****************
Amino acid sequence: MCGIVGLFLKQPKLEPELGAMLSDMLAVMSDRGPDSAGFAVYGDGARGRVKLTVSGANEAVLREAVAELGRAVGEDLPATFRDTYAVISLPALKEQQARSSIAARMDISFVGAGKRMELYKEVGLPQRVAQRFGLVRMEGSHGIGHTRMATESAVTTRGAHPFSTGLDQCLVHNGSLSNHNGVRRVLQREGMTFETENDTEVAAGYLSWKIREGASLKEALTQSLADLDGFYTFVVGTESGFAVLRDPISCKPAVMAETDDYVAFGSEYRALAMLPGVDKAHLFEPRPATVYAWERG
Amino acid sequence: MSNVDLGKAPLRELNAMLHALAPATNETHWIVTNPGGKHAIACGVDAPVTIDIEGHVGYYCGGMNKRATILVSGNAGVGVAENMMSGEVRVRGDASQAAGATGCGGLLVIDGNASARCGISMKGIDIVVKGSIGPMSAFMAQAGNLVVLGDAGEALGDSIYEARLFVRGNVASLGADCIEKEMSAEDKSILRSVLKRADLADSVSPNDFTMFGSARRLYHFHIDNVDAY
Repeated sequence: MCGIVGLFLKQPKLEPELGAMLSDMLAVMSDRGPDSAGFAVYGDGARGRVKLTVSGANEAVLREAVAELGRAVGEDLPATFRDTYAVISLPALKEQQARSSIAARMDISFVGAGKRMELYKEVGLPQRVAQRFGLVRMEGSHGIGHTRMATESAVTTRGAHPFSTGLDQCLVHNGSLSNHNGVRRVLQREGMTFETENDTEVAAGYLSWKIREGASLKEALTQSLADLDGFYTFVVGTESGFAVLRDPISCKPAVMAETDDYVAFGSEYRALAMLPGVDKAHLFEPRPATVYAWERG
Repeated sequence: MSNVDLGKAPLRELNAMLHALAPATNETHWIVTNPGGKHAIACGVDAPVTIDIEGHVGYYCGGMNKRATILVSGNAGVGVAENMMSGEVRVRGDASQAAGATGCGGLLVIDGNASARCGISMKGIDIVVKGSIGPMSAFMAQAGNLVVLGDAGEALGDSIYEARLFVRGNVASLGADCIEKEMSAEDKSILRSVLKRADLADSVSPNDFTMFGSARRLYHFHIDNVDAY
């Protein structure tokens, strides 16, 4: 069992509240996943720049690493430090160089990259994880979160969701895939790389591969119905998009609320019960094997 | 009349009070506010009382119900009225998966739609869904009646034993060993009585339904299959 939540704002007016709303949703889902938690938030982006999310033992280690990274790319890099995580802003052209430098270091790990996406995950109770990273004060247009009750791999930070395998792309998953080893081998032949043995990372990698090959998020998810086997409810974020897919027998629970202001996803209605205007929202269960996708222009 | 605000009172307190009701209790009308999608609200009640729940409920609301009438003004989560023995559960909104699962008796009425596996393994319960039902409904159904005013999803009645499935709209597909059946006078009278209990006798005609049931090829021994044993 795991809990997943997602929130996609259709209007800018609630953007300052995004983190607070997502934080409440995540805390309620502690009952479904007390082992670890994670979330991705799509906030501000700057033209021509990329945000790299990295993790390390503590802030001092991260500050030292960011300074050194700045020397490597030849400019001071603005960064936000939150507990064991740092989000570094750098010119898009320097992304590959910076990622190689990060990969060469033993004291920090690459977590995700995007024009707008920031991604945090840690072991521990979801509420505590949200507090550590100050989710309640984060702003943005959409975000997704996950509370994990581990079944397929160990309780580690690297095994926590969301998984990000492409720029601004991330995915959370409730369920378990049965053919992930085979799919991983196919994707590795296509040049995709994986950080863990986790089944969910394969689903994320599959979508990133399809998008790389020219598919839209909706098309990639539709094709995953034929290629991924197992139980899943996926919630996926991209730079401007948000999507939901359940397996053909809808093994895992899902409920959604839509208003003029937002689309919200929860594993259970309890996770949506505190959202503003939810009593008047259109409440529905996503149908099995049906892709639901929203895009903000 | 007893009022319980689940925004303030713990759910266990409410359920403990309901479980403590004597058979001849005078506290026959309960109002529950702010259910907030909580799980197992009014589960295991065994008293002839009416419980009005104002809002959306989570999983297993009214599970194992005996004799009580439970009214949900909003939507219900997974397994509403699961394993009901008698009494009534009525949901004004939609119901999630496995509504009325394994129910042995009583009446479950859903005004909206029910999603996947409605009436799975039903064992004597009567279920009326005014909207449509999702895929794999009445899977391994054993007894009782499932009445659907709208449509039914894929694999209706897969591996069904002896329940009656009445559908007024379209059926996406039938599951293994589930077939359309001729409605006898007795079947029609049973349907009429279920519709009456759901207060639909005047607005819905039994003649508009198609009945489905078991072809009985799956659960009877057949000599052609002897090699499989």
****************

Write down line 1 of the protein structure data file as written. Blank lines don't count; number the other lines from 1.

Amino acid sequence: MCGIVGLFLKQPKLEPELGAMLSDMLAVMSDRGPDSAGFAVYGDGARGRVKLTVSGANEAVLREAVAELGRAVGEDLPATFRDTYAVISLPALKEQQARSSIAARMDISFVGAGKRMELYKEVGLPQRVAQRFGLVRMEGSHGIGHTRMATESAVTTRGAHPFSTGLDQCLVHNGSLSNHNGVRRVLQREGMTFETENDTEVAAGYLSWKIREGASLKEALTQSLADLDGFYTFVVGTESGFAVLRDPISCKPAVMAETDDYVAFGSEYRALAMLPGVDKAHLFEPRPATVYAWERG